Definitions

from Wiktionary, Creative Commons Attribution/Share-Alike License

  • n. Plural form of countercoup.

Etymologies

Sorry, no etymologies found.

Examples

  • Following two decades of coups, countercoups, a brief union with Egypt, and chronic political instability, Defense Minister Hafez al-Assad seized power in 1970 and ruled until his death in 2000.

    Stephen Zunes: Unarmed Resistance Still Syria's Best Hope

  • There were coups, countercoups, boycotts, journals started up to publish stuff that couldn't get published in the extant journals.

    Michael Mann Exonerated

  • And the “Pottery Barn Rule”—“you break it, you own it”—grabbed America by the throat, with a succession of seven coups and countercoups in just the following year.

    Magic and Mayhem

  • Bolivia, named after independence fighter Simon Bolivar, broke away from Spanish rule in 1825; much of its subsequent history has consisted of a series of nearly 200 coups and countercoups.

    Bolivia

  • As a consequence the then President of Ecuador was deposed and the country suffered through political convulsions that saw four heads of state installed and quickly replaced through coups or countercoups in a period of four years.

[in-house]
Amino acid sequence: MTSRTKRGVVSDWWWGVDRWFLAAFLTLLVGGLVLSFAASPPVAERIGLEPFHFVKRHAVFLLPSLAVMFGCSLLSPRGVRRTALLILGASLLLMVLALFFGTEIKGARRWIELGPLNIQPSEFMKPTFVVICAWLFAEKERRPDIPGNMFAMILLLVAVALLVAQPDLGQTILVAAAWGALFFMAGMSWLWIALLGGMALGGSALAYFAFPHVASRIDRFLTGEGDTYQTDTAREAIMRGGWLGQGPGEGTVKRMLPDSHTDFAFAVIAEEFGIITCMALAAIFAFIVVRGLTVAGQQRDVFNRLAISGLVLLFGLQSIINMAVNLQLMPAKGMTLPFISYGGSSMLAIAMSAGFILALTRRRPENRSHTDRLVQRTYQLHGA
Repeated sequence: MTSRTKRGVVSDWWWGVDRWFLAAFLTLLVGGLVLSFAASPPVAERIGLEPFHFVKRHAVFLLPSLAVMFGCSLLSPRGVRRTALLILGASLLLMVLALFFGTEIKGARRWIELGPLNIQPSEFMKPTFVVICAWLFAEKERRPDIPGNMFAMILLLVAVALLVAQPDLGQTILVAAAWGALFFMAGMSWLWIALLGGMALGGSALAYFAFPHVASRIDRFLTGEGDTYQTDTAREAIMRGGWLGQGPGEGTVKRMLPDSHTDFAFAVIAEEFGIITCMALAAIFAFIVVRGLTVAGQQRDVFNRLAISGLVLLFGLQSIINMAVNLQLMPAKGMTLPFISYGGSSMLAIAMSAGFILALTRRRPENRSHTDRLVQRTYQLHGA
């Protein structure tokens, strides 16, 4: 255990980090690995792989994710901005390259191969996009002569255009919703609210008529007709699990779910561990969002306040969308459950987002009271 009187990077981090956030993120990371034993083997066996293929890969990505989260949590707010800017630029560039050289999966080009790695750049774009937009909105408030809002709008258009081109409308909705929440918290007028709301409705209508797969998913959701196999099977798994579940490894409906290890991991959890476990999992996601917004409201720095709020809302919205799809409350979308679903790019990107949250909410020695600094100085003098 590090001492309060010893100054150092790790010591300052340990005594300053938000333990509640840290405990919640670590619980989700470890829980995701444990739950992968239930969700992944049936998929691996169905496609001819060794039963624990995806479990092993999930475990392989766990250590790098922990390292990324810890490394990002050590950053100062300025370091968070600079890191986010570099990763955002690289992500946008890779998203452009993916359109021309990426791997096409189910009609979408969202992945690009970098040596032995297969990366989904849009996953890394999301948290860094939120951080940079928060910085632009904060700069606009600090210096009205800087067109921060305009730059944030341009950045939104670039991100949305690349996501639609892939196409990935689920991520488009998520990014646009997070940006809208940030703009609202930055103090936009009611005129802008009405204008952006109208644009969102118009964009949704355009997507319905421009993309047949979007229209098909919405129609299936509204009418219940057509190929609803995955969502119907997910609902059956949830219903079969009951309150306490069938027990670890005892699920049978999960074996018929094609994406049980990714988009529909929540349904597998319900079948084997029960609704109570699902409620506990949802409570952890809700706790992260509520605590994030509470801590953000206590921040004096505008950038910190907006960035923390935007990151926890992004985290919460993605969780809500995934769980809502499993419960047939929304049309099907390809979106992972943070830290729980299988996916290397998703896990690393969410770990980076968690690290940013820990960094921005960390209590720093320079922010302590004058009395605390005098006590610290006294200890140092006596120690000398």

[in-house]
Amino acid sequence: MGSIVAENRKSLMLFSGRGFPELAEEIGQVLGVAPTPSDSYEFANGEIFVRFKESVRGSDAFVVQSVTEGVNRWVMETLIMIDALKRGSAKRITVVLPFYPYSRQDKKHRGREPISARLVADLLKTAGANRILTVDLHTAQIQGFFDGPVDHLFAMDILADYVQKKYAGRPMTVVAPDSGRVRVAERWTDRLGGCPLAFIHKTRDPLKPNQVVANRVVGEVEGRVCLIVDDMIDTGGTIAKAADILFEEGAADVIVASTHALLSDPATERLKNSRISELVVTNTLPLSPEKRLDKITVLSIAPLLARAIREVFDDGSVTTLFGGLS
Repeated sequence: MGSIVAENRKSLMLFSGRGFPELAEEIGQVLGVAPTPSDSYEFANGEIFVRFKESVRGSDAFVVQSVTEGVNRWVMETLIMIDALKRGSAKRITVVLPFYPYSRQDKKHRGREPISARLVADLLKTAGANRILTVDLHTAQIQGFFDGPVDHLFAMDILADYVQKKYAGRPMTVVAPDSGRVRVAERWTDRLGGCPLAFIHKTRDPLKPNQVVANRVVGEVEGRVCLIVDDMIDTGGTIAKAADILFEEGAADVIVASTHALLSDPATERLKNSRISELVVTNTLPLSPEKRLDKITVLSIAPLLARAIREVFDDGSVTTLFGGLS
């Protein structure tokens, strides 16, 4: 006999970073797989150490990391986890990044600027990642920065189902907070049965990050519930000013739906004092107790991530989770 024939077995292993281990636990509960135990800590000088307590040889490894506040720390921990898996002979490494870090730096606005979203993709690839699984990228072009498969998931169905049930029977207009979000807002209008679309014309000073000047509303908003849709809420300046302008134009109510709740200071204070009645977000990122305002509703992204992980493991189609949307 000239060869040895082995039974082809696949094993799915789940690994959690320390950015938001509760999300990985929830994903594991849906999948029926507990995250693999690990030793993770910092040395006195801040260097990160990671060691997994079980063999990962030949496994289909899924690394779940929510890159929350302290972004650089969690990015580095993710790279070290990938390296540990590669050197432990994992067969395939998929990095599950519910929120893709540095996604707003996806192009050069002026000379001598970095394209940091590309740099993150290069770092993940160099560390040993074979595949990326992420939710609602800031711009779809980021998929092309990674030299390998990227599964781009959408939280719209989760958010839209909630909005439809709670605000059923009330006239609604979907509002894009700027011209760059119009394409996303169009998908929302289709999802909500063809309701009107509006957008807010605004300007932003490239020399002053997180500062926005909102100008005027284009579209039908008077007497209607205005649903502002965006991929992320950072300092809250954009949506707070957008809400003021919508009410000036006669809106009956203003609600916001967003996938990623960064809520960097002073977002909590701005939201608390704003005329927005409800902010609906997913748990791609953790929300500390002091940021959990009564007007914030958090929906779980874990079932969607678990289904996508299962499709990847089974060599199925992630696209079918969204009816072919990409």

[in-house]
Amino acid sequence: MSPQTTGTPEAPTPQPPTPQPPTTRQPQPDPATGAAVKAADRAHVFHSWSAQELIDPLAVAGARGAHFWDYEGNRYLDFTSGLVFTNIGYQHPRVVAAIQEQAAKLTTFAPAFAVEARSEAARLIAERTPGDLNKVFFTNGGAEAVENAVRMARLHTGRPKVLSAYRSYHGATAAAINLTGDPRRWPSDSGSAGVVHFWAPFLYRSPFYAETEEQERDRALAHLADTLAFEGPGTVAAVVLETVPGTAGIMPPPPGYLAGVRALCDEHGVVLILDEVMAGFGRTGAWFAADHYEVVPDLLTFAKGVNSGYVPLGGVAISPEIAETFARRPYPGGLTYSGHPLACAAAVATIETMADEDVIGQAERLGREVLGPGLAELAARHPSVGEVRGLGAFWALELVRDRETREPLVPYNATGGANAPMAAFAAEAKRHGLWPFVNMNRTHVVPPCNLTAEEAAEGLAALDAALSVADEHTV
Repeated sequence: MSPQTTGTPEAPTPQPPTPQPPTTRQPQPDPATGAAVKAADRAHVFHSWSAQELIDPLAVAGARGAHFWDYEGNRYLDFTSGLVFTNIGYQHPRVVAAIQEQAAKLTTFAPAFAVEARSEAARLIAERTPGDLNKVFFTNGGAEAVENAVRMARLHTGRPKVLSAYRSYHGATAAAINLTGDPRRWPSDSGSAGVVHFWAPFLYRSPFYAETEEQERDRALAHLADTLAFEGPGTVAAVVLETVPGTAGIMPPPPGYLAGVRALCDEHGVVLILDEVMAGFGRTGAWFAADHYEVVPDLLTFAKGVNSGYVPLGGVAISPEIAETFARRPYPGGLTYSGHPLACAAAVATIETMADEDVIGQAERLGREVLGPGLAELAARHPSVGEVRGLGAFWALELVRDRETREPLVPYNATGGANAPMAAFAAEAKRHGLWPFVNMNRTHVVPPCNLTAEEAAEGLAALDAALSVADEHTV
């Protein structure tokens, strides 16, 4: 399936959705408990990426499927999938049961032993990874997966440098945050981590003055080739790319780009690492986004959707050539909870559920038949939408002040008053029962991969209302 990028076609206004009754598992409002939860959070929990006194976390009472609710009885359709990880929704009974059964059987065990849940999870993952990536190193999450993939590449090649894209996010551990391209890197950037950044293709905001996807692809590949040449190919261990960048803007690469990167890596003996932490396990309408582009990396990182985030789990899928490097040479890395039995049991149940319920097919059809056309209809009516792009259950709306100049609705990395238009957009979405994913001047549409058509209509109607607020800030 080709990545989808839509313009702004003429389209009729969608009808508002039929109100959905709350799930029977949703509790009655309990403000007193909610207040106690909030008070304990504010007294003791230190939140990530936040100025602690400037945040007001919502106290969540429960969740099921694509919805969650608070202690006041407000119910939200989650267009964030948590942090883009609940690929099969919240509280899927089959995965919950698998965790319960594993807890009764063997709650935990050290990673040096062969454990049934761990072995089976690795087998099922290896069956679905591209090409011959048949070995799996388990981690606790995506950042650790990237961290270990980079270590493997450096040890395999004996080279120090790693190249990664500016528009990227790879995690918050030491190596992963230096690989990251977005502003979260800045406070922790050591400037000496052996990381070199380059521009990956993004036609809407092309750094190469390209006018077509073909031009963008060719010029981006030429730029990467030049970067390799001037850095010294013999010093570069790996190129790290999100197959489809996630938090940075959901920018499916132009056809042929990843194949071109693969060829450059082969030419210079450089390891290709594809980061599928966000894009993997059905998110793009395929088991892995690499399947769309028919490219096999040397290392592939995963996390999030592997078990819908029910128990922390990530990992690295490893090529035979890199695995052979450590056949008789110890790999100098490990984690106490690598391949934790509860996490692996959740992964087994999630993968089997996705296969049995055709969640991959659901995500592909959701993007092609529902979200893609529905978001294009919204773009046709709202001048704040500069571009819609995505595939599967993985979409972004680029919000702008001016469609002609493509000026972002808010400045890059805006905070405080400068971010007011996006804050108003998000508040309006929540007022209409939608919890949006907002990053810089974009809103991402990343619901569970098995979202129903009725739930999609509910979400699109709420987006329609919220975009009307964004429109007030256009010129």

Cecilia Alvear: Martians Land in Quito

  • BoliviaBolivia, named after independence fighter Simon BOLIVAR, broke away from Spanish rule in 1825; much of its subsequent history has consisted of a series of nearly 200 coups and countercoups.

    Background

  • Background: Bolivia, named after independence fighter Simon BOLIVAR, broke away from Spanish rule in 1825; much of its subsequent history has consisted of a series of nearly 200 coups and countercoups.

    Bolivia

  • Meanwhile, various coups and countercoups roiled the political life of Iraq, including one that brought the pan-Arab socialists of the Baath Party to power for nine months in 1963.

    The Accuser

  • What with coups, countercoups, one-party government, and now multi-party democracy.

    CNN Transcript Mar 10, 2007

  • Finally, in 1997, the rumors led to a quiet street in Laurelton, Queens, near the heart of the Haitian community, where for years exiles had hoped to shed the weight of their history — a history of never-ending coups and countercoups — and where Constant could be seen sitting on the porch of the white-stucco house he shared with his aunt and mother.

    Giving "The Devil" His Due

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